So, your child has been diagnosed with a food allergy, and you’re probably panicking a little bit with what seems like “bad news”. It can seem pretty overwhelming, particularly in cases of severe allergies, to think about how to manage feeding your allergy-baby safe and nourishing foods. Now here’s the good news: you can handle this, and it’s possible for your child to eat and grow normally with a little extra care. Though food allergies are on the rise, but are still considered rare, one positive change is that there is much more support for parents than before (our friend AllergyBites, for instance, has some great resources). Schools and daycares are more accustomed to working with these issues as well, and you can find some great tips on keeping your child safe outside the home here.
Cutting out an allergy-food can sometimes mean limiting a major source of nutrients for your child, particularly if they have multiple allergies. It can also be a big change if you grew up or currently eat these foods. Here we look at two of the most common allergens in children, nutritional risk and how to reduce that stress.
This is a pretty common one and is a big concern because milk provides a lot of nutrients such as protein, calcium, B vitamins (B12 in particular), Vitamin D and saturated fats that are essential in the infant diet. Fortified soy milk is a comparable alternative in terms of nutrient content, however children who are allergic to dairy are also sensitive to soy until dairy-allergy is resolved. While other “plant-milk” alternatives allow older children to still enjoy their cereal or cookies with milk (although not recommended for children under 2!), they provide very little in terms of protein, healthy fat and vitamins, so it’s essential to supplement the diet with other foods with these nutrients.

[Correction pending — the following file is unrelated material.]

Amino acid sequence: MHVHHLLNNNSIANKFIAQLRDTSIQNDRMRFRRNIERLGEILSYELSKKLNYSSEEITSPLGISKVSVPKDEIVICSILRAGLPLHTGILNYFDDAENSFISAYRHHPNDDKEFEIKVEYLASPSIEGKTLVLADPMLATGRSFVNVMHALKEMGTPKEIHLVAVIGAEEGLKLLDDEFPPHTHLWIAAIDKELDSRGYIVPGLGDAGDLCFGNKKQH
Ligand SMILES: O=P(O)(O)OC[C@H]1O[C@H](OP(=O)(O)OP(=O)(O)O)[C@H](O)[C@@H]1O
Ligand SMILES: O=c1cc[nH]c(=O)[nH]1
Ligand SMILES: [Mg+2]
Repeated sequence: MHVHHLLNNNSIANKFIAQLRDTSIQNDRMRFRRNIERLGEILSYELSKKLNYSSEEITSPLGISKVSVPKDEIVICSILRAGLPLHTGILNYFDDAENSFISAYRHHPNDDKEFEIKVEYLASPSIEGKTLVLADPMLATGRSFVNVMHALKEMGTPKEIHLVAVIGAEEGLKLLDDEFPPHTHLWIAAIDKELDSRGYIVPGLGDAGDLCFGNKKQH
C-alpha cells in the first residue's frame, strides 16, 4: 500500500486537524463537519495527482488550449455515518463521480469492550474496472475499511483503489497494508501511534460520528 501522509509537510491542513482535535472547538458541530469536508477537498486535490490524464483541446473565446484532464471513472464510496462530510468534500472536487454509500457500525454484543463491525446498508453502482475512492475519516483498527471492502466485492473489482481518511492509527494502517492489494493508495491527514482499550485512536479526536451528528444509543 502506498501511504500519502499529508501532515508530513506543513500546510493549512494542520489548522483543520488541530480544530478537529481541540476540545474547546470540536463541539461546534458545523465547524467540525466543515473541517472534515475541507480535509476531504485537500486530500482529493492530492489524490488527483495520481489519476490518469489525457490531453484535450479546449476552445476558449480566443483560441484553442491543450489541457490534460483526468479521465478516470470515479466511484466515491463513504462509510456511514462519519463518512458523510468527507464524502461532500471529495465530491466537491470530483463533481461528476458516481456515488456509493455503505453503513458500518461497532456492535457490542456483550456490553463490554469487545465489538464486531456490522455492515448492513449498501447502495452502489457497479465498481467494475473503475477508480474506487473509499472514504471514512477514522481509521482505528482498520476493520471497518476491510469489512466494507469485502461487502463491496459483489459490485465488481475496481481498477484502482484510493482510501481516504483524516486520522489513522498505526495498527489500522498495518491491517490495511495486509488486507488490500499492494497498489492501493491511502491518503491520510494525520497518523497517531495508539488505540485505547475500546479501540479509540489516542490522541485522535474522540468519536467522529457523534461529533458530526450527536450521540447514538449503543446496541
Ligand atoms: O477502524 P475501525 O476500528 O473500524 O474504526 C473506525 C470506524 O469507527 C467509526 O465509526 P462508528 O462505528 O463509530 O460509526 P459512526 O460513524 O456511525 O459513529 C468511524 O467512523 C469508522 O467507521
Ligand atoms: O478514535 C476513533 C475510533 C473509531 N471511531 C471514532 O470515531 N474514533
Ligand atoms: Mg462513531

What to Substitute
Protein- This is a major concern for many of the major allergy groups, but particularly for younger children who still rely on milk as a major part of their diet. Fortunately, there are many sources of protein, so even if your child has an additional allergy to a protein source such as eggs, fish, nuts or soy, they can still get all they need. Include a variety of meat or meat alternatives such as beans, lentils, peas, whole grains, eggs, fish, tofu, nut butters, etc as tolerated.
Calcium– Dairy and fortified-soy are major sources of calcium, and its important that your child has enough to support their growing bones. If they can’t have one or both of these, you can get calcium from a number of other sources. Calcium is found in spinach, kale, almonds, white, navy or baked beans, canned salmon, mackerel and anchovies, molasses and tahini.
Vitamin D- Your child needs a vitamin D supplement, regardless of diet. In Canada you require supplementation year-round. Foods rich in Vitamin D include; fortified beverages and margarines, dried shitake mushrooms and fatty fish.